The education debate we need to have

Lately I’ve been thinking that one policy debate that really needs to happen soon is on purpose of education. It’s a debate that has been avoided for many years.

It has been touched on at Larvatus Prodeo and by Andrew Norton both noting the Gillard Government’s outcomes-based focus on education, outcomes that centre on developing an individual’s skills and human capital to engage in the modern economy.

What we need to debate what is the cost of the focus of this approach to the other detriment competing purposes of education and how it reflects not only an instrumentalist view of education but a neoliberal view where the state shapes individuals to fit economic needs. We need to debate whether this is what is not only wanted but good for society.

So what would a real debate on education look like? Well, it would discuss some of the following questions:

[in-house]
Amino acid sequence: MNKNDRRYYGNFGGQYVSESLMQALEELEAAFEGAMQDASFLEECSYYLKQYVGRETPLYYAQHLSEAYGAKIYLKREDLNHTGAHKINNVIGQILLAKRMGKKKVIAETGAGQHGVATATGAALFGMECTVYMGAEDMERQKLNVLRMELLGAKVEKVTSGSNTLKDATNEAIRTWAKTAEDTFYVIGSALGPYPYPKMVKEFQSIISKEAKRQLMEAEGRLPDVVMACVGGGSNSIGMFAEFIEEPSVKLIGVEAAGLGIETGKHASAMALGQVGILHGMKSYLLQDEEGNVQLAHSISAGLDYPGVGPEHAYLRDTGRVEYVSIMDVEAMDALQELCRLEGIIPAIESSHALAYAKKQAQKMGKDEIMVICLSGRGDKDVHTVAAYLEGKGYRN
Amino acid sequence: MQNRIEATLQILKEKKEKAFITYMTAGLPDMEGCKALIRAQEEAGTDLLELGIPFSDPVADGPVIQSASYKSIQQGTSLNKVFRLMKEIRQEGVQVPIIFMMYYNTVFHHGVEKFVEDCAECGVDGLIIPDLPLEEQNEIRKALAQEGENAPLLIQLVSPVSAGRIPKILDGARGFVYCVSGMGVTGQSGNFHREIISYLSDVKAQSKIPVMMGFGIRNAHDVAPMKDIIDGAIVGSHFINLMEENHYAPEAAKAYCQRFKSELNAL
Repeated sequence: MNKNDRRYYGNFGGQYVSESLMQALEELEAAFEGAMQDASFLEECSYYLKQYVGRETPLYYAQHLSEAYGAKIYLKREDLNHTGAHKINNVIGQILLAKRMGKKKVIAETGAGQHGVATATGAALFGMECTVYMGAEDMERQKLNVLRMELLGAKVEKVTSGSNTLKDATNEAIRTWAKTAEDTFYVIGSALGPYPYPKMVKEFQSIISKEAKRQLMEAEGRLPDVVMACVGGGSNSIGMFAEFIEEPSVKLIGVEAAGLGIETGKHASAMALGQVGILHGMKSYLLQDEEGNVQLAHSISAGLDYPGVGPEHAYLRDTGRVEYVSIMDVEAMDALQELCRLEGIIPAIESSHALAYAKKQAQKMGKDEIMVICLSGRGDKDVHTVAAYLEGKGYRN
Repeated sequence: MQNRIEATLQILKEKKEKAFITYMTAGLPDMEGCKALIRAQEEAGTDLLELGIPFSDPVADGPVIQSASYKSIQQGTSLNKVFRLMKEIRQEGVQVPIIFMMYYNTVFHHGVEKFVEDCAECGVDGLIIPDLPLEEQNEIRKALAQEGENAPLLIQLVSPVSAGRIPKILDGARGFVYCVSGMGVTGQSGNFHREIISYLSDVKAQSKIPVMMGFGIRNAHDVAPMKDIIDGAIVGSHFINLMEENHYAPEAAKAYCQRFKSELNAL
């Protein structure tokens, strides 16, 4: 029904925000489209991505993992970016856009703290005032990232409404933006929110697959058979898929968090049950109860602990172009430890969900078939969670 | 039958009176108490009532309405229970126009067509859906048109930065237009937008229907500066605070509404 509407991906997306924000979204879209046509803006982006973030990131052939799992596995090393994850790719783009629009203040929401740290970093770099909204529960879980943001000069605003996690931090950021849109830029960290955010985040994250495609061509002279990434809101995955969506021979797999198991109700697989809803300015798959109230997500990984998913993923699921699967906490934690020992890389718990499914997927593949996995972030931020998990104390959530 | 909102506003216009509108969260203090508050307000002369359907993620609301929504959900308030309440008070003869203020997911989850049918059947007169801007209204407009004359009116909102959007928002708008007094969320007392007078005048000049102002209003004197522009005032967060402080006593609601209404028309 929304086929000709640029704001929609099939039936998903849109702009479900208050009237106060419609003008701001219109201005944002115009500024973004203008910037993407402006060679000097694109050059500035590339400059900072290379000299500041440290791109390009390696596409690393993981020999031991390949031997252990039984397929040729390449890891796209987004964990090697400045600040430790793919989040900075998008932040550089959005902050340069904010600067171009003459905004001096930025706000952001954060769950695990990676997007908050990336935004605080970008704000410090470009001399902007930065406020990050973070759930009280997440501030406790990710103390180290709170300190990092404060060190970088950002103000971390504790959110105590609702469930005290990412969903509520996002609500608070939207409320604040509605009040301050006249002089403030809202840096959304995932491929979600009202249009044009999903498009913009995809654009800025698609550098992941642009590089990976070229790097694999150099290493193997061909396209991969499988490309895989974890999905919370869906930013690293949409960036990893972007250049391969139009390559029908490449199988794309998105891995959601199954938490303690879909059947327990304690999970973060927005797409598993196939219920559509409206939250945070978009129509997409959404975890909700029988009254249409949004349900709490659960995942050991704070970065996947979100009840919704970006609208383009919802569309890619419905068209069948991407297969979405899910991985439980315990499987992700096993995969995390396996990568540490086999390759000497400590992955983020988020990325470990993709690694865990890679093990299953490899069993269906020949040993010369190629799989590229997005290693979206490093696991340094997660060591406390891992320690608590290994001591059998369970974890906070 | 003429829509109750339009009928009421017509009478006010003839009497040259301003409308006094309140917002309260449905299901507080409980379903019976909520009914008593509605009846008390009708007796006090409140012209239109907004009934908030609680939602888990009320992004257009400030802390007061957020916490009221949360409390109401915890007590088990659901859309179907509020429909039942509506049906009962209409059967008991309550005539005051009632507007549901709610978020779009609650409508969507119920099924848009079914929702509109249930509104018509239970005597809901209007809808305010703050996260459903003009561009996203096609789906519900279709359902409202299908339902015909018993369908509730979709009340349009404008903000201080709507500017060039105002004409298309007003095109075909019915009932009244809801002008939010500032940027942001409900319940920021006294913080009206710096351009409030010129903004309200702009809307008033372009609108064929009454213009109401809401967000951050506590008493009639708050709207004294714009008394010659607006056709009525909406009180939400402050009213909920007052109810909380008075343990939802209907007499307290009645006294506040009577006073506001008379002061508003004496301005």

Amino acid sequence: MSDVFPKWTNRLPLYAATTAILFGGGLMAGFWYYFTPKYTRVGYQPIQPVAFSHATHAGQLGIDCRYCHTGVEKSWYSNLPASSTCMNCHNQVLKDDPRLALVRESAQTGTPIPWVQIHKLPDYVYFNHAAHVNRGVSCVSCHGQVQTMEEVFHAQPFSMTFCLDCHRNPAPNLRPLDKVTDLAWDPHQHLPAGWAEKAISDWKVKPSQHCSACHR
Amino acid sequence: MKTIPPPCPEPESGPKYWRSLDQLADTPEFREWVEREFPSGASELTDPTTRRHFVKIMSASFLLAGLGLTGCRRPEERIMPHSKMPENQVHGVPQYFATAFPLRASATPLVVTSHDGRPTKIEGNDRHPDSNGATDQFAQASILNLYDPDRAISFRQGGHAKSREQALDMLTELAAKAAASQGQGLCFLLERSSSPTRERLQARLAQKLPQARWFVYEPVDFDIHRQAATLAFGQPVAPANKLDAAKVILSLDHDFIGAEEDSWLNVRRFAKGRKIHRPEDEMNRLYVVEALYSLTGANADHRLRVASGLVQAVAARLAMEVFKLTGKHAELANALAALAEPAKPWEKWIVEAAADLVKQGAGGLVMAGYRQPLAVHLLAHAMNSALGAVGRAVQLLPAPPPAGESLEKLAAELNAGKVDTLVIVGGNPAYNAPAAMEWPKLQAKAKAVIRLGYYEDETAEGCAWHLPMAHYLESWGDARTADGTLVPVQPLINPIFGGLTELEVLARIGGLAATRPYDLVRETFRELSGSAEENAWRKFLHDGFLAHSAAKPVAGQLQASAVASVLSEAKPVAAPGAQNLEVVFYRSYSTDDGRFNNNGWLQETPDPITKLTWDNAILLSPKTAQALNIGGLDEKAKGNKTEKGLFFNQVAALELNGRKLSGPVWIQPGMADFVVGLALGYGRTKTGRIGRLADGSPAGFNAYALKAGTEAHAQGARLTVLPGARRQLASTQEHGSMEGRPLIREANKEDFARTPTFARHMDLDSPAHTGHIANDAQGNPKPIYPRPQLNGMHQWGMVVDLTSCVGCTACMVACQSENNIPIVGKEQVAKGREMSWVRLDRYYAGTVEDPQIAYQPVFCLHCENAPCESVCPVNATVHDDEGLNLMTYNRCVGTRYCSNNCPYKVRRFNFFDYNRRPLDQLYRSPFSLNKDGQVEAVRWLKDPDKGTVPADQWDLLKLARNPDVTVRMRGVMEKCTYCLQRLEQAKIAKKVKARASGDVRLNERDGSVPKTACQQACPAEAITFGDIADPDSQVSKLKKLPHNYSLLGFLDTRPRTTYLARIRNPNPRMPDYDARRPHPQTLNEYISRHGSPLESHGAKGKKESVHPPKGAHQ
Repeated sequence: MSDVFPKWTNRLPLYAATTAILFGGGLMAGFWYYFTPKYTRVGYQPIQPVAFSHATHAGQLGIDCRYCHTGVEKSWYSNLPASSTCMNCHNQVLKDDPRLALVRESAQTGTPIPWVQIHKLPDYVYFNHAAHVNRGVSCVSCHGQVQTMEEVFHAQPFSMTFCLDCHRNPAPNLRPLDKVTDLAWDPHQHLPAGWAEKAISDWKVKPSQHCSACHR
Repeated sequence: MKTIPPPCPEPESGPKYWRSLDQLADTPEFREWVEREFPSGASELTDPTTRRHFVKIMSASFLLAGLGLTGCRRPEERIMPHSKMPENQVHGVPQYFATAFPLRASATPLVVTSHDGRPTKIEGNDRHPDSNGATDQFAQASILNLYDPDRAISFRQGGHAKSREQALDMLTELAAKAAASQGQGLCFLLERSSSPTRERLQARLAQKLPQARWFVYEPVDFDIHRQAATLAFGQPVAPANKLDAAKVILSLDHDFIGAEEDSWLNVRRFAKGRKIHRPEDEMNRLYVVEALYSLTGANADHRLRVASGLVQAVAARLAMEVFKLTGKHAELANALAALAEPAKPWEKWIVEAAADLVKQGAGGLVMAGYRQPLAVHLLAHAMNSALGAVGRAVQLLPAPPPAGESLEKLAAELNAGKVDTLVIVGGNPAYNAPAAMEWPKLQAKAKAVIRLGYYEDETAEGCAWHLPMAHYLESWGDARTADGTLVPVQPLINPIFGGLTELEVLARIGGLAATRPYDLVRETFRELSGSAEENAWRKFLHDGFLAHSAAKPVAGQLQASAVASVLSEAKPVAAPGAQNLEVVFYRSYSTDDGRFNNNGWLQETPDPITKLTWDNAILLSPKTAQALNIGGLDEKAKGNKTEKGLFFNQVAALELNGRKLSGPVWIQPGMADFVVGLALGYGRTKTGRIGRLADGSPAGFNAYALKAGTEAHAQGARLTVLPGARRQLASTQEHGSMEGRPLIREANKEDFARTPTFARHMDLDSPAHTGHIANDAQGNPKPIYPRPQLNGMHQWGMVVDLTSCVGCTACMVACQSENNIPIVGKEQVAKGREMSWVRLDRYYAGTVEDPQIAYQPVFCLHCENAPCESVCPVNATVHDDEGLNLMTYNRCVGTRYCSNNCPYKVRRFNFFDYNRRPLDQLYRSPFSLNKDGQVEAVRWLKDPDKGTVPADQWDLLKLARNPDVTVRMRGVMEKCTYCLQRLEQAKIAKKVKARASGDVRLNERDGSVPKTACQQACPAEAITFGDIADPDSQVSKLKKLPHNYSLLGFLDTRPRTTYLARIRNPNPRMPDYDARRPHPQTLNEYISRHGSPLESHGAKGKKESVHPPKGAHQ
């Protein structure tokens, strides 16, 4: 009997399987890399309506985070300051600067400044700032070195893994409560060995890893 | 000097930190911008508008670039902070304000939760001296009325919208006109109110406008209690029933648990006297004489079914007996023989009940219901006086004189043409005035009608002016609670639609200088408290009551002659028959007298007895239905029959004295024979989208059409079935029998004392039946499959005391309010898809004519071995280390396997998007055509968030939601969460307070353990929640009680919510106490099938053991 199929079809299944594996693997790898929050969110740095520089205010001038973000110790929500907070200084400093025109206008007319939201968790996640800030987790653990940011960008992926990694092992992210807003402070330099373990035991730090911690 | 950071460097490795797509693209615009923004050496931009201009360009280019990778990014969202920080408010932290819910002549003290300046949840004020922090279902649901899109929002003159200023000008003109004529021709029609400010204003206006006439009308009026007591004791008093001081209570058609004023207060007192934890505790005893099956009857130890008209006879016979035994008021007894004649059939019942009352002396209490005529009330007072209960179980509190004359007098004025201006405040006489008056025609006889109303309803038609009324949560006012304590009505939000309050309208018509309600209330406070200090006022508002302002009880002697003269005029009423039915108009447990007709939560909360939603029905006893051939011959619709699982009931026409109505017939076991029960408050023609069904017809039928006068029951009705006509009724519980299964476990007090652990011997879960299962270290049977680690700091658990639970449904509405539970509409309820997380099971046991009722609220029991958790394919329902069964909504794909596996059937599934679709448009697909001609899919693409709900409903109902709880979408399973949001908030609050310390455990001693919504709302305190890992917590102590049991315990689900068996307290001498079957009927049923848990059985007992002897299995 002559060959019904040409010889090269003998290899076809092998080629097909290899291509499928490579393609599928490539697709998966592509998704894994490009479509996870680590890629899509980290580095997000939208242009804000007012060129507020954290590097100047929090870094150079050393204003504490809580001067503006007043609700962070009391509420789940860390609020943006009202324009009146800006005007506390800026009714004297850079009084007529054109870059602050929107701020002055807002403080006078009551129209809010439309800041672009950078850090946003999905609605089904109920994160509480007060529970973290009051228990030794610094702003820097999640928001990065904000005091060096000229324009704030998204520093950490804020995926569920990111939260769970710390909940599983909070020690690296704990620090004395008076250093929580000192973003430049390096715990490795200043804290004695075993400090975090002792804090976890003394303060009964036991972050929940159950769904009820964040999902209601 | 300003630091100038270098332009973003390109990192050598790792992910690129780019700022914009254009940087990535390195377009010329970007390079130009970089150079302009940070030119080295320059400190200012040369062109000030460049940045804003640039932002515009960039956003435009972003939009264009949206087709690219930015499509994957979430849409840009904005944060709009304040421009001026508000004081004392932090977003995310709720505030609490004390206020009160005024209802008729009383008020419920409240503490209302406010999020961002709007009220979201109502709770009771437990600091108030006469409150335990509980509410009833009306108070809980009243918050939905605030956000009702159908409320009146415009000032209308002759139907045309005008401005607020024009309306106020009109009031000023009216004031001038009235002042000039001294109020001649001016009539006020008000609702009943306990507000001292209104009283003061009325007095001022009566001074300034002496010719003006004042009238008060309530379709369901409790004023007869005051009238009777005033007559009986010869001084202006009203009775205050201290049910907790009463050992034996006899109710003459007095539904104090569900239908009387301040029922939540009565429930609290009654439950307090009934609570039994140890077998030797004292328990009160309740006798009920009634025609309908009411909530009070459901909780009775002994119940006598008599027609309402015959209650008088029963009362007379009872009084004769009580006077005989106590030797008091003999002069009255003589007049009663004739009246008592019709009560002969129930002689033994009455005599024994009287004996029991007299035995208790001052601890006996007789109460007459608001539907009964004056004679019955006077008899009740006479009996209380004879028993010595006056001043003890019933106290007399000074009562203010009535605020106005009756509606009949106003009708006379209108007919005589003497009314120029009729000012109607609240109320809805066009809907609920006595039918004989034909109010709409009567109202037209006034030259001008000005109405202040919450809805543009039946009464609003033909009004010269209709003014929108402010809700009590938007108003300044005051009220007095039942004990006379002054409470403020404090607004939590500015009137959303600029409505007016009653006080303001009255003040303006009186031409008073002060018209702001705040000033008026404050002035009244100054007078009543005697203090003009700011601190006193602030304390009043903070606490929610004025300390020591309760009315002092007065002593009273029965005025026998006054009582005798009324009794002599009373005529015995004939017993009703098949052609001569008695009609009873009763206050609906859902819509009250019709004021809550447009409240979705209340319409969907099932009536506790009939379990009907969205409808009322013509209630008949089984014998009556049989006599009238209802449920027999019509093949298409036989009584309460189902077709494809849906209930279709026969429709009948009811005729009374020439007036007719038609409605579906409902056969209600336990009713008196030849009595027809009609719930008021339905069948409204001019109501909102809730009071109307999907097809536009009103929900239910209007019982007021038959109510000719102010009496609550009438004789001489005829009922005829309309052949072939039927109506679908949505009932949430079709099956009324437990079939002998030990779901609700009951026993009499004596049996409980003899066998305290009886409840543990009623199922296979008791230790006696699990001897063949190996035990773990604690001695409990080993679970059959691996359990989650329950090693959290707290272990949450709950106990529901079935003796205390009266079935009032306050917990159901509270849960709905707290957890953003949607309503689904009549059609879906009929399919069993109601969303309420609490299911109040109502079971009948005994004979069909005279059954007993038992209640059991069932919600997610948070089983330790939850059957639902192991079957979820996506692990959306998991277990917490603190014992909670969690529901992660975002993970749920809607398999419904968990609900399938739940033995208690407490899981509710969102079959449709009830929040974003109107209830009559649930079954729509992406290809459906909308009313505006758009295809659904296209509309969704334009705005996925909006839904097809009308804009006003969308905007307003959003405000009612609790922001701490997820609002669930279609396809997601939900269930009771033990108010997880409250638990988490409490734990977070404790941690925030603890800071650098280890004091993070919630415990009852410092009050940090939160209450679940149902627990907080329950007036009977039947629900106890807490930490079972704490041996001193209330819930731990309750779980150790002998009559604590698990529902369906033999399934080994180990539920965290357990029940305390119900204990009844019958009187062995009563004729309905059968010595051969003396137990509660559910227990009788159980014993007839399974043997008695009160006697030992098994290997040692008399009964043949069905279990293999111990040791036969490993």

• Is it purpose to service the economy by providing the skills needed to drive economic growth and productivity?
  • Is it to ensure social mobility and how would it?
  • Is it to provide the critical thinking skills, individuals need in a democratic society?
  • Is it a public good to expand societal knowledge?
  • Is it a product for consumers to purchase and own that has status?

My own view is that the answer is likely to be “yes”, to an extent, for all of the above.

However, there are clearly some inherent contradictions haven’t been worked out yet. For example, the commodification has led education to be increasingly framed as a product to be sold, whether as an experience to be purchased and/or a product of status from sandstone universities. The movement towards education as a product for conspicuous consumption has the potential to both undermine the skills necessary for the modern economy, the purpose of a university to expand the reaches of knowledge and the critical thinking skills needed for a citizen in a modern liberal democracy with a decline in quality and rigour.

I doubt whether the contradictions can be worked out in the short-term but getting everyone to think about these issues and how they may conflict would be a good start to a debate.


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